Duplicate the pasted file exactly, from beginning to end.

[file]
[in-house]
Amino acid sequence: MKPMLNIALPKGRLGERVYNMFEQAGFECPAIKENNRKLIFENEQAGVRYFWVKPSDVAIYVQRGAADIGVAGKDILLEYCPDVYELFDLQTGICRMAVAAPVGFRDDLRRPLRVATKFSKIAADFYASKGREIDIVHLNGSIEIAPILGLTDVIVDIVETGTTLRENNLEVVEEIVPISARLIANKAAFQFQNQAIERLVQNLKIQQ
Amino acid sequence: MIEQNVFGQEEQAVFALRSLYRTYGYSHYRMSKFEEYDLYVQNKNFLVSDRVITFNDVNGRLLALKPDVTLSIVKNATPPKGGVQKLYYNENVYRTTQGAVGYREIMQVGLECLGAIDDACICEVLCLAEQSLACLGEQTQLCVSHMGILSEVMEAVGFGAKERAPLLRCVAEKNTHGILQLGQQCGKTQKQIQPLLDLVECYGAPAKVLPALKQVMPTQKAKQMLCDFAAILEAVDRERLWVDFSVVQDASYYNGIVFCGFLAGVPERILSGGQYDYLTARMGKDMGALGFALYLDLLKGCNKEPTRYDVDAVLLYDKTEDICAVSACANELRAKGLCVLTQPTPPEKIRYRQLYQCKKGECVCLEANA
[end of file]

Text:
[in-house]
Amino acid sequence: MKPMLNIALPKGRLGERVYNMFEQAGFECPAIKENNRKLIFENEQAGVRYFWVKPSDVAIYVQRGAADIGVAGKDILLEYCPDVYELFDLQTGICRMAVAAPVGFRDDLRRPLRVATKFSKIAADFYASKGREIDIVHLNGSIEIAPILGLTDVIVDIVETGTTLRENNLEVVEEIVPISARLIANKAAFQFQNQAIERLVQNLKIQQ
Amino acid sequence: MIEQNVFGQEEQAVFALRSLYRTYGYSHYRMSKFEEYDLYVQNKNFLVSDRVITFNDVNGRLLALKPDVTLSIVKNATPPKGGVQKLYYNENVYRTTQGAVGYREIMQVGLECLGAIDDACICEVLCLAEQSLACLGEQTQLCVSHMGILSEVMEAVGFGAKERAPLLRCVAEKNTHGILQLGQQCGKTQKQIQPLLDLVECYGAPAKVLPALKQVMPTQKAKQMLCDFAAILEAVDRERLWVDFSVVQDASYYNGIVFCGFLAGVPERILSGGQYDYLTARMGKDMGALGFALYLDLLKGCNKEPTRYDVDAVLLYDKTEDICAVSACANELRAKGLCVLTQPTPPEKIRYRQLYQCKKGECVCLEANA